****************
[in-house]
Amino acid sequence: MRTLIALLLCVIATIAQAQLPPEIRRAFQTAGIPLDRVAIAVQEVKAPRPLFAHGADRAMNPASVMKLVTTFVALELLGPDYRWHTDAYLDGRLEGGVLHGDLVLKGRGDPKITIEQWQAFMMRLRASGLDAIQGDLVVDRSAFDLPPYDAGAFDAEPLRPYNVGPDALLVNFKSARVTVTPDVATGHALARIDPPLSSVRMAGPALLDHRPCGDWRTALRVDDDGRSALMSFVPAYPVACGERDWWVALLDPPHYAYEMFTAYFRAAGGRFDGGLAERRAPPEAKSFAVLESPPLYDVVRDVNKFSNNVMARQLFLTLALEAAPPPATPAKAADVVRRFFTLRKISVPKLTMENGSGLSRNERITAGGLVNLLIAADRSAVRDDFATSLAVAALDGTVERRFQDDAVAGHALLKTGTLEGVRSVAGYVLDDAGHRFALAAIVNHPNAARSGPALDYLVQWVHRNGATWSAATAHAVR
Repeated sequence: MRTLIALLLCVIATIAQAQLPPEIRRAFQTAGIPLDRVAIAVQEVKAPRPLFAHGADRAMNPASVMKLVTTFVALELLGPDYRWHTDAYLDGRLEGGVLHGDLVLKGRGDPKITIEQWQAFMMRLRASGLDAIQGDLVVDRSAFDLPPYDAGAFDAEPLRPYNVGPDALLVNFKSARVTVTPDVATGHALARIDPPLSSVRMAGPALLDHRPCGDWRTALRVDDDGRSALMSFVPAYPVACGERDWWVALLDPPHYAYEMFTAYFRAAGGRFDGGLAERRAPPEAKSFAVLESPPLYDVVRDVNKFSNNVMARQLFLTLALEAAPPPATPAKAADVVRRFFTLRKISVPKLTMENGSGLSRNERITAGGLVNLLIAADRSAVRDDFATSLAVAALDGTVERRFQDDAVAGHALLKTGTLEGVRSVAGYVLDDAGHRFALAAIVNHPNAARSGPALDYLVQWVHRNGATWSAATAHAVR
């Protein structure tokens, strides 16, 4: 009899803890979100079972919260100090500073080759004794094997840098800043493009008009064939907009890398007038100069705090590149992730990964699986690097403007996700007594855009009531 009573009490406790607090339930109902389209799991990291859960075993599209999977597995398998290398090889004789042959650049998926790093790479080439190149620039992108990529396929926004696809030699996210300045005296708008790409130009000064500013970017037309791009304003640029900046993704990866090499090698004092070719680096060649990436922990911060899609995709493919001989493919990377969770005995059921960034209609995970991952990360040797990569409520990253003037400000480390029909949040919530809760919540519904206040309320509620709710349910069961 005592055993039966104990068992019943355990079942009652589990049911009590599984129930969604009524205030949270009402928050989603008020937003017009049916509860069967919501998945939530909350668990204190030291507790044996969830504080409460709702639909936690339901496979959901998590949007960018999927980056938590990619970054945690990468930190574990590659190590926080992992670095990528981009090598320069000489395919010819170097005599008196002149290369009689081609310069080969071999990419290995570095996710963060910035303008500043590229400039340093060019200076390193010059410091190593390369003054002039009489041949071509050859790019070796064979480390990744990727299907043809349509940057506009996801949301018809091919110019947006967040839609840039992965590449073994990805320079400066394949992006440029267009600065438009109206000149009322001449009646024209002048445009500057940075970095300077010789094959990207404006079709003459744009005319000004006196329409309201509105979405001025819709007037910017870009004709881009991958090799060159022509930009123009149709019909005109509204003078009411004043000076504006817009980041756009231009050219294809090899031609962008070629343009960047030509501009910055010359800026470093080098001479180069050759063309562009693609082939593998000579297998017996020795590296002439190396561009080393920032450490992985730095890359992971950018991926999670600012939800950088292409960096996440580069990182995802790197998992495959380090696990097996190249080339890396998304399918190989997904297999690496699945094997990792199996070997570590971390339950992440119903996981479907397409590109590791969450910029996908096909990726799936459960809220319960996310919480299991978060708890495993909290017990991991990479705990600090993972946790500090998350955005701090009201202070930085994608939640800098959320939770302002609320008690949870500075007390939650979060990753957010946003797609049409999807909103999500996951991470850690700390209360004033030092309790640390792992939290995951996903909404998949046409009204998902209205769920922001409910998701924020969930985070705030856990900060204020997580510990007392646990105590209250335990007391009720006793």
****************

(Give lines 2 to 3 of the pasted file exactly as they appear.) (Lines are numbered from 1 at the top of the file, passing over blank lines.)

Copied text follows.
Amino acid sequence: MRTLIALLLCVIATIAQAQLPPEIRRAFQTAGIPLDRVAIAVQEVKAPRPLFAHGADRAMNPASVMKLVTTFVALELLGPDYRWHTDAYLDGRLEGGVLHGDLVLKGRGDPKITIEQWQAFMMRLRASGLDAIQGDLVVDRSAFDLPPYDAGAFDAEPLRPYNVGPDALLVNFKSARVTVTPDVATGHALARIDPPLSSVRMAGPALLDHRPCGDWRTALRVDDDGRSALMSFVPAYPVACGERDWWVALLDPPHYAYEMFTAYFRAAGGRFDGGLAERRAPPEAKSFAVLESPPLYDVVRDVNKFSNNVMARQLFLTLALEAAPPPATPAKAADVVRRFFTLRKISVPKLTMENGSGLSRNERITAGGLVNLLIAADRSAVRDDFATSLAVAALDGTVERRFQDDAVAGHALLKTGTLEGVRSVAGYVLDDAGHRFALAAIVNHPNAARSGPALDYLVQWVHRNGATWSAATAHAVR
Repeated sequence: MRTLIALLLCVIATIAQAQLPPEIRRAFQTAGIPLDRVAIAVQEVKAPRPLFAHGADRAMNPASVMKLVTTFVALELLGPDYRWHTDAYLDGRLEGGVLHGDLVLKGRGDPKITIEQWQAFMMRLRASGLDAIQGDLVVDRSAFDLPPYDAGAFDAEPLRPYNVGPDALLVNFKSARVTVTPDVATGHALARIDPPLSSVRMAGPALLDHRPCGDWRTALRVDDDGRSALMSFVPAYPVACGERDWWVALLDPPHYAYEMFTAYFRAAGGRFDGGLAERRAPPEAKSFAVLESPPLYDVVRDVNKFSNNVMARQLFLTLALEAAPPPATPAKAADVVRRFFTLRKISVPKLTMENGSGLSRNERITAGGLVNLLIAADRSAVRDDFATSLAVAALDGTVERRFQDDAVAGHALLKTGTLEGVRSVAGYVLDDAGHRFALAAIVNHPNAARSGPALDYLVQWVHRNGATWSAATAHAVR